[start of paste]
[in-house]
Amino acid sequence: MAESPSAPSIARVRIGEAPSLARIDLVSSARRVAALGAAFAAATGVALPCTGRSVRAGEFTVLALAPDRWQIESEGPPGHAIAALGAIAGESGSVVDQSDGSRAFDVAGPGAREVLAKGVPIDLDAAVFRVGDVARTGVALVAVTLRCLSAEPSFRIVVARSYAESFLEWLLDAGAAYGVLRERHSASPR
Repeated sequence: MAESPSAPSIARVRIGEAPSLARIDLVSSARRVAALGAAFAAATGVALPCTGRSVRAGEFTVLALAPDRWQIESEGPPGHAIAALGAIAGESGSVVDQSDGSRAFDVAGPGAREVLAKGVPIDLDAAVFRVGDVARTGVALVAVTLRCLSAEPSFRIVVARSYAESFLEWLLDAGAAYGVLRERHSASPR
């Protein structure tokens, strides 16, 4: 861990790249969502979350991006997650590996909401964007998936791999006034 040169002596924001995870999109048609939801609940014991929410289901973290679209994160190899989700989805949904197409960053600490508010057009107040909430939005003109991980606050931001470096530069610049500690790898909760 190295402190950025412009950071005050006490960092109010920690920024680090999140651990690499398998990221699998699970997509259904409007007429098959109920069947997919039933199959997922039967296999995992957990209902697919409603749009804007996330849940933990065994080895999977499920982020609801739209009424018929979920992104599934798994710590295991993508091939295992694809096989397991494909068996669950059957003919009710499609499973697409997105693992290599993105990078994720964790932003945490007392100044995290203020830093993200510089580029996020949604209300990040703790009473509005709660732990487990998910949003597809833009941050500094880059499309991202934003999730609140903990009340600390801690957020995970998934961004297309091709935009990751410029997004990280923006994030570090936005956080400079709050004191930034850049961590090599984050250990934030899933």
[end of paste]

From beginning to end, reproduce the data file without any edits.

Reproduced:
[in-house]
Amino acid sequence: MAESPSAPSIARVRIGEAPSLARIDLVSSARRVAALGAAFAAATGVALPCTGRSVRAGEFTVLALAPDRWQIESEGPPGHAIAALGAIAGESGSVVDQSDGSRAFDVAGPGAREVLAKGVPIDLDAAVFRVGDVARTGVALVAVTLRCLSAEPSFRIVVARSYAESFLEWLLDAGAAYGVLRERHSASPR
Repeated sequence: MAESPSAPSIARVRIGEAPSLARIDLVSSARRVAALGAAFAAATGVALPCTGRSVRAGEFTVLALAPDRWQIESEGPPGHAIAALGAIAGESGSVVDQSDGSRAFDVAGPGAREVLAKGVPIDLDAAVFRVGDVARTGVALVAVTLRCLSAEPSFRIVVARSYAESFLEWLLDAGAAYGVLRERHSASPR
């Protein structure tokens, strides 16, 4: 861990790249969502979350991006997650590996909401964007998936791999006034 040169002596924001995870999109048609939801609940014991929410289901973290679209994160190899989700989805949904197409960053600490508010057009107040909430939005003109991980606050931001470096530069610049500690790898909760 190295402190950025412009950071005050006490960092109010920690920024680090999140651990690499398998990221699998699970997509259904409007007429098959109920069947997919039933199959997922039967296999995992957990209902697919409603749009804007996330849940933990065994080895999977499920982020609801739209009424018929979920992104599934798994710590295991993508091939295992694809096989397991494909068996669950059957003919009710499609499973697409997105693992290599993105990078994720964790932003945490007392100044995290203020830093993200510089580029996020949604209300990040703790009473509005709660732990487990998910949003597809833009941050500094880059499309991202934003999730609140903990009340600390801690957020995970998934961004297309091709935009990751410029997004990280923006994030570090936005956080400079709050004191930034850049961590090599984050250990934030899933």